As for Twitter, I don’t use it much; however, if you have a large following, this is a good place to plant a feed to your next article. Many Twitter followers are quite happy to comment on your article just by reading the tweet and the headlines of the article without reading it in its entirety. Just be prepared for the uneducated trolls!

Pinterest and Mix

Pinterest and, especially, Mix.com are not terribly well-known and used but they both offer, by far, the best place to create a ‘board’ or ‘collection’ of your articles. The below screenshot shows one of my Pinterest boards.

If someone said to me, ‘Can you give me a link to all your articles?’, I give them, either my Mix.com address, which, in this case is my Mix Ironkeel Collection address or my Medium Ironkeel Collection page. However, you can only create the Medium publication if you want to shell out the yearly subscription for Medium membership.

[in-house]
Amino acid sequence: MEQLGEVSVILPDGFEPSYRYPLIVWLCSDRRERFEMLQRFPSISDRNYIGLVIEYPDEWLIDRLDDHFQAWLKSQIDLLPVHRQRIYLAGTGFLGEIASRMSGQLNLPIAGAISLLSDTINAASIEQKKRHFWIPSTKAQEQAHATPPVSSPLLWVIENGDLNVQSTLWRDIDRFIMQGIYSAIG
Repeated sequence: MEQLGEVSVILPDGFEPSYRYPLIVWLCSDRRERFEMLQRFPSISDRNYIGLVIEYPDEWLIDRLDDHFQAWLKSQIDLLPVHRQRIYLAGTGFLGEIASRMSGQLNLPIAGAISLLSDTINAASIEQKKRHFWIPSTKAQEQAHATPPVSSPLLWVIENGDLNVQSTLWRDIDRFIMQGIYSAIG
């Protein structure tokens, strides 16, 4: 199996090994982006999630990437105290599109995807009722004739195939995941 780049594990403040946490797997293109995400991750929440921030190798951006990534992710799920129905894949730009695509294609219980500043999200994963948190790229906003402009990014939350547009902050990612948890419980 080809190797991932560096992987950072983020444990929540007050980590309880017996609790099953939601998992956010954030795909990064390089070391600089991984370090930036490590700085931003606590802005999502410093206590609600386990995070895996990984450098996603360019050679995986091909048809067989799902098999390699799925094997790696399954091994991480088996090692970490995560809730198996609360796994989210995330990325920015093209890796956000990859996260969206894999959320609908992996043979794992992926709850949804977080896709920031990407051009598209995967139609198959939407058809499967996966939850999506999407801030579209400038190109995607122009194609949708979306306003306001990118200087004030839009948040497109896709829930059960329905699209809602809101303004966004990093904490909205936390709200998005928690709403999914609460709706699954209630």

Mix and Pinterest are both very flexible insofar that collections or boards, in the case of Pinterest, can be created and customised to display what you want. They both present very well for the end user and require no logging in. For flexibility in creating subsections within boards, Pinterest is the better choice, but Mix is the easiest one to use and requires only pasting a link to your article.

Instagram

Desktop-unfriendly.

Difficult to create links to photos.

No iPad app because Instagram don’t have the resources, at least, according to this article released earlier in Feb 2020.

Basically, not suitable for articles but, perhaps, for photos. Although, I’ve found better alternatives for those!

Need I say more?

WT Social